It appears that the facts of this case may well fit this framework. Indeed, Stephen C. S., and after his death, Daniel (Appellant), were given shares of stock in a family-owned business with the explicit obligation to pay proceeds from the securities to Appellee, Penelope Blechstein. To mirror the language of Sections 7731 and 7732, as to this life estate held by Appellee: (1) Appellant was given securities; (2) he was obligated to pay Appellee proceeds from those securities; (3) Appellee was the definite beneficiary of such a transaction; and (4) neither Appellant nor Appellee were the sole trustees and beneficiaries to the life estate.
Accordingly, had the devise in question been drafted on or after the effective date of Act 98, November 6, 2006, I believe that this appeal could have been resolved differently. To me, the language of Sections 7731 and 7732, coupled with the statutory references to the Restatements, which are to be employed when distinctions between trusts and other circumstances must be made, suggests that under the UTC, the testamentary devise at issue herein may have created a trust for Appellee's benefit. At the very least, the recent addition of the UTC to Pennsylvania statutory law undermines the Majority's re-affirmance of Pollock's Estate, and its conclusion that "[W]here property is bequeathed with a condition to pay a third party a certain sum from the property, and the will's language and testator's intent do not clearly create a trust, a debtor-creditor relationship will be presumed." Maj. Slip Op. at 8. Thus, while I concur that, on the facts of this case and the status of the law as it existed in 1945 when the devise was created, a debtor-creditor relationship exists, I distance myself from the portion of the Majority Opinion that re-affirms Pollock's Estate beyond the effective date of Act 98.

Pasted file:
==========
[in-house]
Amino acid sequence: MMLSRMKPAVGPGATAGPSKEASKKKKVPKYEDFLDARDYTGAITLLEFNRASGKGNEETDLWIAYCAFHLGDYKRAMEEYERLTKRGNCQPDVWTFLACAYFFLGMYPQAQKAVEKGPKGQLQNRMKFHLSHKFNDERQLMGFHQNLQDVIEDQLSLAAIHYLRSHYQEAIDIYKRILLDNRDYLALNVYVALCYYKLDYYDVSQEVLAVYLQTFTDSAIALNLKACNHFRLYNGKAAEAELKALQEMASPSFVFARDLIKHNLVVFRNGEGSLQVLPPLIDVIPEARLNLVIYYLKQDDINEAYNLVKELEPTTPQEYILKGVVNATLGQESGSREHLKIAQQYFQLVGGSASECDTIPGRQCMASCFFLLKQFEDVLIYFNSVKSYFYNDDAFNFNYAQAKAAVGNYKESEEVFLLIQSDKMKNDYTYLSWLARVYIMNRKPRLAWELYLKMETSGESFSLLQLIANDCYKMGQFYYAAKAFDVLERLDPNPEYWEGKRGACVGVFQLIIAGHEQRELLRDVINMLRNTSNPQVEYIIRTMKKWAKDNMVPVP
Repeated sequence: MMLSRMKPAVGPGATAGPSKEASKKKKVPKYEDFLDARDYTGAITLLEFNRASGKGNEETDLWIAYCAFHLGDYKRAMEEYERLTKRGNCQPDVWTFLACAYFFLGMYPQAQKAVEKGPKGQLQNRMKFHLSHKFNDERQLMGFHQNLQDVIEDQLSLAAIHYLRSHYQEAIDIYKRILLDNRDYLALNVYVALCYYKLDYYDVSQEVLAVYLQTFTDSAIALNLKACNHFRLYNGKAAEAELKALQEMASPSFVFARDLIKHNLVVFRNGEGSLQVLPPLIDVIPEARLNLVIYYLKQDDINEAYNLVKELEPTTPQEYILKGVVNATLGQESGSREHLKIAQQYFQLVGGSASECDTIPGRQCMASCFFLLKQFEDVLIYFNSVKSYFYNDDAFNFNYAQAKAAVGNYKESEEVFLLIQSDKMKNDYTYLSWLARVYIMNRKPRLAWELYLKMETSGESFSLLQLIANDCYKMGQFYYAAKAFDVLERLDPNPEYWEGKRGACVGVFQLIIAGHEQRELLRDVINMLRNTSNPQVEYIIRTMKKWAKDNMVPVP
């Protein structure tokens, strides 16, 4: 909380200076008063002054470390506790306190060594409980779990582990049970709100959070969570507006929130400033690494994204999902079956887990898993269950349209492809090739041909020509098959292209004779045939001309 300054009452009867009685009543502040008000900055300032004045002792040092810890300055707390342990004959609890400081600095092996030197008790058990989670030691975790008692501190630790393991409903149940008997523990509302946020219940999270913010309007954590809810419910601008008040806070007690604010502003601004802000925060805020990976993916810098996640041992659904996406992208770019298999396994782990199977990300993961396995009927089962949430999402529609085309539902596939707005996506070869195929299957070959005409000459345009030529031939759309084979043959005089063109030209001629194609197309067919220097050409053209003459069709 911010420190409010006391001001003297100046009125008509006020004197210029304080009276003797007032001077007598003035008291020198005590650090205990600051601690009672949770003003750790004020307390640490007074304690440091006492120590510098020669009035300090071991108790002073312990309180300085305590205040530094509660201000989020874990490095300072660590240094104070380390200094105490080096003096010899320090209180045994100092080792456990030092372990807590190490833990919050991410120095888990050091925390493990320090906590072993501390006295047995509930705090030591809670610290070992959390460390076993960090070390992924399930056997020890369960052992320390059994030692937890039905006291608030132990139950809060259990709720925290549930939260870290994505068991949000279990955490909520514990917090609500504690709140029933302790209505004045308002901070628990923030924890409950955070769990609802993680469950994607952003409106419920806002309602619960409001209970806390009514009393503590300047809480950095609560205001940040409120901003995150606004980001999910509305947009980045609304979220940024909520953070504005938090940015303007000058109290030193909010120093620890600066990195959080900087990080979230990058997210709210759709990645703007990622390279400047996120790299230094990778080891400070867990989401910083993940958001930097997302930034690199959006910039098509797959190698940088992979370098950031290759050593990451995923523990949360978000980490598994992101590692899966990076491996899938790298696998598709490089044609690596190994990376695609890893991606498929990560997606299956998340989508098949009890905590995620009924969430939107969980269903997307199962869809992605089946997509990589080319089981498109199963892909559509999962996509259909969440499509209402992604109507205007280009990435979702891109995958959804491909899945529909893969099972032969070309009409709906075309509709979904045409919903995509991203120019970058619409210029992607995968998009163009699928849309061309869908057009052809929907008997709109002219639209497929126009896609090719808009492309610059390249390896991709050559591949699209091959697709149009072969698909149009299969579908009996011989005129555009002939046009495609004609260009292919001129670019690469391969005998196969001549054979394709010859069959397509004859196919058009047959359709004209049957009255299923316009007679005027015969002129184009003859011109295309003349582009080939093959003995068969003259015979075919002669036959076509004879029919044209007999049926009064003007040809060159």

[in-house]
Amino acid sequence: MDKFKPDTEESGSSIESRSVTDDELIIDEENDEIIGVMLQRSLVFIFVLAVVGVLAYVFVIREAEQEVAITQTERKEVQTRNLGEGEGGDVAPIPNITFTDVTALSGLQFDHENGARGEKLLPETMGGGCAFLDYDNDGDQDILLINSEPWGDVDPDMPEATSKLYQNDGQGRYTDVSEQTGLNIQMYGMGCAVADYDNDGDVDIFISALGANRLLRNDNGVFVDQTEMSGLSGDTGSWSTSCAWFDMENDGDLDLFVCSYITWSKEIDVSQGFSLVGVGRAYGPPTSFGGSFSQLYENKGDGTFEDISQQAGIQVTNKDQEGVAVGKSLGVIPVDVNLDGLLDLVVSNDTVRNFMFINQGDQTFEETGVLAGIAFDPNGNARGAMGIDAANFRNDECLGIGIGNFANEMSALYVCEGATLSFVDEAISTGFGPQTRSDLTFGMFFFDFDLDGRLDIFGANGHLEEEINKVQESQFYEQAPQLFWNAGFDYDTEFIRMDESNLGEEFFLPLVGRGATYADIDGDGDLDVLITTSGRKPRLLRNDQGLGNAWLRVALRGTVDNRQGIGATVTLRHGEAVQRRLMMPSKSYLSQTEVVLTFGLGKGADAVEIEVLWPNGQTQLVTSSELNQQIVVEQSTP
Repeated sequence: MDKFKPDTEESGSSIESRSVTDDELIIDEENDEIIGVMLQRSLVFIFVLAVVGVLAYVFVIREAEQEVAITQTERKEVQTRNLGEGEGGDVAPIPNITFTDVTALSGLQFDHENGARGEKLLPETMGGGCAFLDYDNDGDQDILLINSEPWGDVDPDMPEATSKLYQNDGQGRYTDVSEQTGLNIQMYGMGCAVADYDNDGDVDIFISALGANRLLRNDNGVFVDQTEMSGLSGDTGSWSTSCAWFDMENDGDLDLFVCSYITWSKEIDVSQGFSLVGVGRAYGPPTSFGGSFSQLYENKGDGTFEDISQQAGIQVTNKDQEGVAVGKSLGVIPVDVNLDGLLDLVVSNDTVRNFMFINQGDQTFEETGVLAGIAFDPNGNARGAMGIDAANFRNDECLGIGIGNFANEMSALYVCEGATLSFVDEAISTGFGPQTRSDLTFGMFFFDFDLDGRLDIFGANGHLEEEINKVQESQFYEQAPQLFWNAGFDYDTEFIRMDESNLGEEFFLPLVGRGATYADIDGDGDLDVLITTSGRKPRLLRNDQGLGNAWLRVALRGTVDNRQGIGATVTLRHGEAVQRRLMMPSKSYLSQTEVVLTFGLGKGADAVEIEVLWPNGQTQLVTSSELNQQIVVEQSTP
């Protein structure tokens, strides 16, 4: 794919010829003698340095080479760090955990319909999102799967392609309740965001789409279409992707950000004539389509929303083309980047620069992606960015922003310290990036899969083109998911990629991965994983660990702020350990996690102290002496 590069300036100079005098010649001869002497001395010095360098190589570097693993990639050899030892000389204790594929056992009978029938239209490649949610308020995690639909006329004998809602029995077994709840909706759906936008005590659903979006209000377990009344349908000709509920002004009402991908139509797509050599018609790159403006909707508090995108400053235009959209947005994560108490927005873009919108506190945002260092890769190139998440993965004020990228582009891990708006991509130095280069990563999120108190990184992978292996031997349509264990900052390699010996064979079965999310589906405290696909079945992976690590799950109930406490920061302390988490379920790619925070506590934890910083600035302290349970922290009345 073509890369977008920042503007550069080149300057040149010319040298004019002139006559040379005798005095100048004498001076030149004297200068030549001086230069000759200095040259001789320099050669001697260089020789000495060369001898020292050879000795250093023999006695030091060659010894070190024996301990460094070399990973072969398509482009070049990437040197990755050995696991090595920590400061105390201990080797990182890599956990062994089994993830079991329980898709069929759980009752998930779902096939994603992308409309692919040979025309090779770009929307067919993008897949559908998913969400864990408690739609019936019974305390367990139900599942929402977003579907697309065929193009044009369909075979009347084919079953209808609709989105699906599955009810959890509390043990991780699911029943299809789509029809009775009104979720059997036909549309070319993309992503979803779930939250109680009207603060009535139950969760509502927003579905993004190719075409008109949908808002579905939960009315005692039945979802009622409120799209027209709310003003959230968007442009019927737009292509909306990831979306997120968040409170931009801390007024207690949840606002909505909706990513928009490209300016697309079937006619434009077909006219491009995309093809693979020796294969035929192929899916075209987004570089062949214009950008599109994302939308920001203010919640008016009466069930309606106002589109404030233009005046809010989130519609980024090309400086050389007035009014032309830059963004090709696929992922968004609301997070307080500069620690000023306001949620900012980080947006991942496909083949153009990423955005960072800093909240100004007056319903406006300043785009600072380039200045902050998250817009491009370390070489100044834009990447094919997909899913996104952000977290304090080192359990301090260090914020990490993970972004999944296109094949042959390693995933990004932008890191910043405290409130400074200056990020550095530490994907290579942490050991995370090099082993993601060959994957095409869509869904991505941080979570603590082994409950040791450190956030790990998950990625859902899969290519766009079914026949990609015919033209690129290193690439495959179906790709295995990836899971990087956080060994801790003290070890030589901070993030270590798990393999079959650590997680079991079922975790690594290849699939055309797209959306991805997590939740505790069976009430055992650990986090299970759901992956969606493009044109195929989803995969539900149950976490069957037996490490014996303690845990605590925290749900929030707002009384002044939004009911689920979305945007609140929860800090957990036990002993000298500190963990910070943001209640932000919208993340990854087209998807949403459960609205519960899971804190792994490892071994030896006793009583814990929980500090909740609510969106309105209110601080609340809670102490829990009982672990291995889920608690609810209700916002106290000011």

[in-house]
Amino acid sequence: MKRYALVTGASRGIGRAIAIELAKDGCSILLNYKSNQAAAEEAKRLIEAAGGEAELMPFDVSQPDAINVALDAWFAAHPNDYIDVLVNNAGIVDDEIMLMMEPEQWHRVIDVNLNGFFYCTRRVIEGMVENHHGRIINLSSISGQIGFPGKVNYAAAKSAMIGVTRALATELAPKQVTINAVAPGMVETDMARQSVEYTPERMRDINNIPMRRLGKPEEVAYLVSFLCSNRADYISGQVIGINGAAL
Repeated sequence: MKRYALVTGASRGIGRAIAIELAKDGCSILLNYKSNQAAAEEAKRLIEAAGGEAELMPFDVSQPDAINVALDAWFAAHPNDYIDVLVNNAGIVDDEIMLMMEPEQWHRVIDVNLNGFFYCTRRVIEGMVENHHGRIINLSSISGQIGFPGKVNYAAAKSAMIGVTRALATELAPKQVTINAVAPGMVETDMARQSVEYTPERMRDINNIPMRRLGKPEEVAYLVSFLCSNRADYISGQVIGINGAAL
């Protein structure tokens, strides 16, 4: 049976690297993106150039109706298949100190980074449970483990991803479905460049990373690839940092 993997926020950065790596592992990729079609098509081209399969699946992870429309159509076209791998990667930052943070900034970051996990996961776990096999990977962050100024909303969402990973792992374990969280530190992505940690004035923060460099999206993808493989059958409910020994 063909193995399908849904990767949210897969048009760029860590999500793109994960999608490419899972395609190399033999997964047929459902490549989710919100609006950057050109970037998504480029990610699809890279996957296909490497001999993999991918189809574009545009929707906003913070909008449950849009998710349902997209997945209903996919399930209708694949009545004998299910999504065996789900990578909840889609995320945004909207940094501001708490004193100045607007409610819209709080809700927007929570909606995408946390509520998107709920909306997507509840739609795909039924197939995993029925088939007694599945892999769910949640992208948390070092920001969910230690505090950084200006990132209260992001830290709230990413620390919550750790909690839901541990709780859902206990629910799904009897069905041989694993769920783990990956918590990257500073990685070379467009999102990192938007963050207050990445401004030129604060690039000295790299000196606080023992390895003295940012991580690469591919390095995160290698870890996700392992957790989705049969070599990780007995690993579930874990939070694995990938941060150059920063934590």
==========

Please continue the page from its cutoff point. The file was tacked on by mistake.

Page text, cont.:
Mr. Justice Saylor and Madame Justice Greenspan join this opinion.